Saturday, September 3, 2011

Fish Tank

The best film I've seen in some time (is that vague enough?) is Fish Tank. In The New Yorker David Denby writes that, "Fish Tank” may begin as a patch of lower-class chaos, but it turns into a commanding, emotionally satisfying movie, comparable to such youth-in-trouble classics as “The 400 Blows.”

It reminds me a little of Terrence Malick's work in terms of its artful (rarely distractingly so) photography and tendency to cut away from the human drama to show (a little of) what's going on in the natural world beyond it. Otherwise it mostly reminds me of Kes. Both films are about English 15-year-olds who seem trapped in working class worlds without hope. Or with little hope. In Kes, Billy Casper finds a kind of freedom through a kestrel that he finds and tames. What hope there is for him lies in the possibility that he might be able to experience something similar when he grows up. In Fish Tank, Mia Williams finds a horse that she plans to free, but her own freedom looks as though it will only come, if at all, by way of an escape to some other place.

Although Kes is basically a story of despair it is loved by many people (mostly men from the north of England) because it strikes them as an unusually realistic and sympathetic portrayal of their childhoods. I can't see anyone loving Fish Tank in the same way, but that might be because it's about a girl in the south of England growing up in the 21st century. It's a different world from the one I grew up in (so is Kes, but less dramatically so). Non-English people sometimes struggle with the accents in Kes. I think that will less of a problem with Fish Tank, but there is still a danger with cockney accents:



  1. I just love Kes, but then again I'm a lifelong Anglophile. Among my early reading, about which I spoke a bit the other day, was Arts in Society, a classic anthology of late '60s and early '70s essays on the arts from the late, lamented New Society magazine. Among editor Paul Barker's own contributions was "Boy in a Cage", a very clear-sighted and evocative essay on Kes from the time of its original release, which was my introduction to it. I had to wait years and years to actually see the film itself, but it was definitely worth the wait.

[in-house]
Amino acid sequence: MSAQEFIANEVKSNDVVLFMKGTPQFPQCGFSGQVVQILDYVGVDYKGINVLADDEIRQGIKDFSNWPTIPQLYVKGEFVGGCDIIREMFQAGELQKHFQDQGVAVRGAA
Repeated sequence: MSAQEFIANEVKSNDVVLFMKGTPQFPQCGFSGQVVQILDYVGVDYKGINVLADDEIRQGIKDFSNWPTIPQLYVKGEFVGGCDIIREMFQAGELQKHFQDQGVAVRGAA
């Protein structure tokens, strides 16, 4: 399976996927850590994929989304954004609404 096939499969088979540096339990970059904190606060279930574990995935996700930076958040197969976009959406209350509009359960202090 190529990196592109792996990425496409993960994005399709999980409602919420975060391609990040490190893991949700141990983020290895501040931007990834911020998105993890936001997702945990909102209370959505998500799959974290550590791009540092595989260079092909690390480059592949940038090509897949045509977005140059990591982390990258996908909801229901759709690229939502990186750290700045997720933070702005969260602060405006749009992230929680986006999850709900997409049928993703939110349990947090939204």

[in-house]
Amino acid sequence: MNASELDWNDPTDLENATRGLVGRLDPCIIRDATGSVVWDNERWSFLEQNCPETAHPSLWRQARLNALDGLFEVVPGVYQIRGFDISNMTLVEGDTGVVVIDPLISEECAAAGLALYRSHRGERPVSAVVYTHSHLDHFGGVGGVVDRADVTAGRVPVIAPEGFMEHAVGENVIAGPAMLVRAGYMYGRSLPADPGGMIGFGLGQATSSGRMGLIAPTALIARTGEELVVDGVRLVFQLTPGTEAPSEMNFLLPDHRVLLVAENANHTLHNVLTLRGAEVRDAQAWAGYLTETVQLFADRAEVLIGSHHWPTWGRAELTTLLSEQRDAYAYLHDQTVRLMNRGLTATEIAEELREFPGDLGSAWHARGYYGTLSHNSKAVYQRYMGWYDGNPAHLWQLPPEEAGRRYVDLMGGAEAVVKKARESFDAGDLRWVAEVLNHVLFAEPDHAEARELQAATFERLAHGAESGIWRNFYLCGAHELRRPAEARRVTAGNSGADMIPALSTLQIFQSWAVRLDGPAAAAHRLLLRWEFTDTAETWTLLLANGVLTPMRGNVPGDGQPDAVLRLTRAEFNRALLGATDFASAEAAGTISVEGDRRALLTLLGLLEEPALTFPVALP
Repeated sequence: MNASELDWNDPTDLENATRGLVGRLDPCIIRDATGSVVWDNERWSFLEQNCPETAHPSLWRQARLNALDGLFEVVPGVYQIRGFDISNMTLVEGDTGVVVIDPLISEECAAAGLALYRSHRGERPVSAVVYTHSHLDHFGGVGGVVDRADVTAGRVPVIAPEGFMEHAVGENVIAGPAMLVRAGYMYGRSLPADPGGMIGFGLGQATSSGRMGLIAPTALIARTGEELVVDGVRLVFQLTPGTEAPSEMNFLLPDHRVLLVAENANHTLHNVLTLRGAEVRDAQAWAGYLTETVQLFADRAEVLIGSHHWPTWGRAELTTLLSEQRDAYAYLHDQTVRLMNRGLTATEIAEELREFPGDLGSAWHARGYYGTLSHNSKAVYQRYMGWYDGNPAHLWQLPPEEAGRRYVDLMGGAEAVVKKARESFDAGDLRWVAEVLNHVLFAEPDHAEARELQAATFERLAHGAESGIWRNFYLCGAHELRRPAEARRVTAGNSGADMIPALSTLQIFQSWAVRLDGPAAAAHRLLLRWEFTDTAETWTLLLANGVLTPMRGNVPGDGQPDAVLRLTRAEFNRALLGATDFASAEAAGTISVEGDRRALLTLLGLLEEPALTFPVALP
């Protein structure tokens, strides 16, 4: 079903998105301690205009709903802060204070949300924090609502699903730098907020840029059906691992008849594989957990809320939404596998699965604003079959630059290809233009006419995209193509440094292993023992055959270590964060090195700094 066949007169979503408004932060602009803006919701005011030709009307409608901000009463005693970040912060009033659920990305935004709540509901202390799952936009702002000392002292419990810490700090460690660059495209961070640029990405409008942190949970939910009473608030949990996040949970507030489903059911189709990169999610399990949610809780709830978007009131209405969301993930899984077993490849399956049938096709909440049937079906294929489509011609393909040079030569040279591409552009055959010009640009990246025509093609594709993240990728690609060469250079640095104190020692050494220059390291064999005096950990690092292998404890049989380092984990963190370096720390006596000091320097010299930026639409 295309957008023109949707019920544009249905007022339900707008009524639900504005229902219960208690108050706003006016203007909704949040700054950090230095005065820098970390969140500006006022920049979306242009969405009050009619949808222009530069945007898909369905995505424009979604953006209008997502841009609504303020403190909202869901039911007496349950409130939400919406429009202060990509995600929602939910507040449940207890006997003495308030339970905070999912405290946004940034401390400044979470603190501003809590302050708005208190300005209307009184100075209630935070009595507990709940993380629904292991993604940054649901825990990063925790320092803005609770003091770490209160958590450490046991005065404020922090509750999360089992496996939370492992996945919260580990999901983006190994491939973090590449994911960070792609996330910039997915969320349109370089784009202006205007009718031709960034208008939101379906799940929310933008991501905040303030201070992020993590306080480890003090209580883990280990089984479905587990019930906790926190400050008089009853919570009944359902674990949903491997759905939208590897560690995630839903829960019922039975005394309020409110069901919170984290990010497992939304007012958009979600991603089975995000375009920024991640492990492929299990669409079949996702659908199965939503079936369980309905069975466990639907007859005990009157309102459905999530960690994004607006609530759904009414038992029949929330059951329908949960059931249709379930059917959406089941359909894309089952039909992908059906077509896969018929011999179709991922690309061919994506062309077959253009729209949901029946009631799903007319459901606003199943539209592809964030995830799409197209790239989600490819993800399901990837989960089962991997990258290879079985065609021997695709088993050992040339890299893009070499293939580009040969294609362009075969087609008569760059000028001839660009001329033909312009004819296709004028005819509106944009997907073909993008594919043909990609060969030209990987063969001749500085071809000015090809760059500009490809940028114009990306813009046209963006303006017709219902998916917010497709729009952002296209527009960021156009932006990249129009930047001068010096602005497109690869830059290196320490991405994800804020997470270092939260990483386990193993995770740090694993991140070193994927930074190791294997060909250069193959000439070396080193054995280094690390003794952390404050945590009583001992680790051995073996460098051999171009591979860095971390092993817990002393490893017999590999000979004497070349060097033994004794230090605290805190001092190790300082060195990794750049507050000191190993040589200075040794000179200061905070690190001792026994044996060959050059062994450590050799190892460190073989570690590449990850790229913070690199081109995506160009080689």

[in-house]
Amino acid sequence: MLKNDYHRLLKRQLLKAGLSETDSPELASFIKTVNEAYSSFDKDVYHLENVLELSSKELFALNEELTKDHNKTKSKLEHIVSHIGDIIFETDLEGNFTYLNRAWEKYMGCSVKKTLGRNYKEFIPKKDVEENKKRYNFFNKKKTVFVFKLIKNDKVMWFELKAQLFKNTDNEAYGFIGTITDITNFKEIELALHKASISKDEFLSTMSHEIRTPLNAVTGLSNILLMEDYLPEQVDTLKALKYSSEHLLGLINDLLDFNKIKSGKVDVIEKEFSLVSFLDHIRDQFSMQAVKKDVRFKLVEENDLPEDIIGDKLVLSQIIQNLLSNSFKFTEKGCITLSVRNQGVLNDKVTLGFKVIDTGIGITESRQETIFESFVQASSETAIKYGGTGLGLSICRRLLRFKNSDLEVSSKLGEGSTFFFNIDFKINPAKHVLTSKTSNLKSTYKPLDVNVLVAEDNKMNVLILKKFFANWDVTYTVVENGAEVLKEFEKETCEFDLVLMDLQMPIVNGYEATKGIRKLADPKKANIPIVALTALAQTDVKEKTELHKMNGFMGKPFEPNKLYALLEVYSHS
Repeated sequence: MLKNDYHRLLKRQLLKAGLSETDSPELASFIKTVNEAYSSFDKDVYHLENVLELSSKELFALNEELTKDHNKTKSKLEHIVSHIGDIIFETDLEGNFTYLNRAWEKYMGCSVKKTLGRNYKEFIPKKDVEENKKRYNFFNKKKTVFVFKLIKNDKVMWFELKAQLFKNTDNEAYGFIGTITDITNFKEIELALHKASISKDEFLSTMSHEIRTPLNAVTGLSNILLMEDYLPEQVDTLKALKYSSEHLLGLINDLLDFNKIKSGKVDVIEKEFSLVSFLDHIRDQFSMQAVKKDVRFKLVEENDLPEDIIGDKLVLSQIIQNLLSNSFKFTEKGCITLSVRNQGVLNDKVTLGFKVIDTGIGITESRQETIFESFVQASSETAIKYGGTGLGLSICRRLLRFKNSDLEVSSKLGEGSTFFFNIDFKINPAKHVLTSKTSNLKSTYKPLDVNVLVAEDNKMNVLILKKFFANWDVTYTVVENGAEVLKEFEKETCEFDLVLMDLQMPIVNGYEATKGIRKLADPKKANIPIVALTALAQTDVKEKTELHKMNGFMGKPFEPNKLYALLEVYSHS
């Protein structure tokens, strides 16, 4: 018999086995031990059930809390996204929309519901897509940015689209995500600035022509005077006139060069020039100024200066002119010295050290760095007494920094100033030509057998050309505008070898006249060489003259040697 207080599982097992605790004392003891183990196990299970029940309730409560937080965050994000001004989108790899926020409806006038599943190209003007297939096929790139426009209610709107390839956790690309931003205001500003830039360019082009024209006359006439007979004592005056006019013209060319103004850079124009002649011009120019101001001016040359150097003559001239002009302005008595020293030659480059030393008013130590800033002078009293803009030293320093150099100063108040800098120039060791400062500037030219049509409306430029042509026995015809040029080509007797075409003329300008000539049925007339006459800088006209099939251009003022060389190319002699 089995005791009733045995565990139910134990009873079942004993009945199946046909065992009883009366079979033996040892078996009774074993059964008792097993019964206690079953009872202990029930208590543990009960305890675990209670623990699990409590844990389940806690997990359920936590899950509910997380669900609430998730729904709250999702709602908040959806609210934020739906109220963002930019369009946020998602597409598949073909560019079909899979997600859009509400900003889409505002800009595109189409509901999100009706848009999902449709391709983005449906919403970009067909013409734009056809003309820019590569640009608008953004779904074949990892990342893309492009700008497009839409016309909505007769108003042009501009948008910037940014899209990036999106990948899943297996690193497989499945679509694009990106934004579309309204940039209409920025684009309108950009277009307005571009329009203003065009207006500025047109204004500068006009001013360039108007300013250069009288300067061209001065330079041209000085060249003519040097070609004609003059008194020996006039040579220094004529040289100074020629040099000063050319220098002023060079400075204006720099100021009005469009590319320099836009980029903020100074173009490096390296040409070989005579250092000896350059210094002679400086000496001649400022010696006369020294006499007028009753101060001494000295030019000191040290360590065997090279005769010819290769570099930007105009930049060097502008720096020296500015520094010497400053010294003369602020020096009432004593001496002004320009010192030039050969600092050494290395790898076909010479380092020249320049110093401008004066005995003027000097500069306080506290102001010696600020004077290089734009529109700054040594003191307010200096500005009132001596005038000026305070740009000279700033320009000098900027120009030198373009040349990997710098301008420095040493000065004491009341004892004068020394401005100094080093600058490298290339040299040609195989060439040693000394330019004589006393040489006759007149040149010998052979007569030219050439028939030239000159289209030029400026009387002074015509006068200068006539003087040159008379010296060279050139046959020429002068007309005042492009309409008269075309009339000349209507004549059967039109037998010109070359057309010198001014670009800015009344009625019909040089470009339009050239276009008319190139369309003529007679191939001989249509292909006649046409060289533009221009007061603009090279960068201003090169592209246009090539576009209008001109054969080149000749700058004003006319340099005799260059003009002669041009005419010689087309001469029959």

I wonder, incidentally, if you're familiar with Jeremy Seabrook's 1971 book City Close-Up, which is a kind of non-fiction counterpart of Kes - a journalistic-sociological book extracted from interviews taped in 1969 with around 200 natives of Blackburn. Some of the more sociological stuff in there is a bit dated and vicariously embarrassing, but if you like Kes, you'd probably eat it up.

  2. I'll have to read "Boy in a Cage." Looking up City Close-Up led me to a review of it by Dennis Marsden published in Oral History Vol. 2, No. 1, Spring 1974, which contains this wonderful sentence, referring to another book by Seabrook: "I recall particularly an almost surrealistically depressing scene in a pub where instead of real human intercourse, all that happened was that various spiritually frozen characters pushed backwards and forwards the dessicated counters of long-dead speech forms." This sounds like something worth following up on too. Thanks.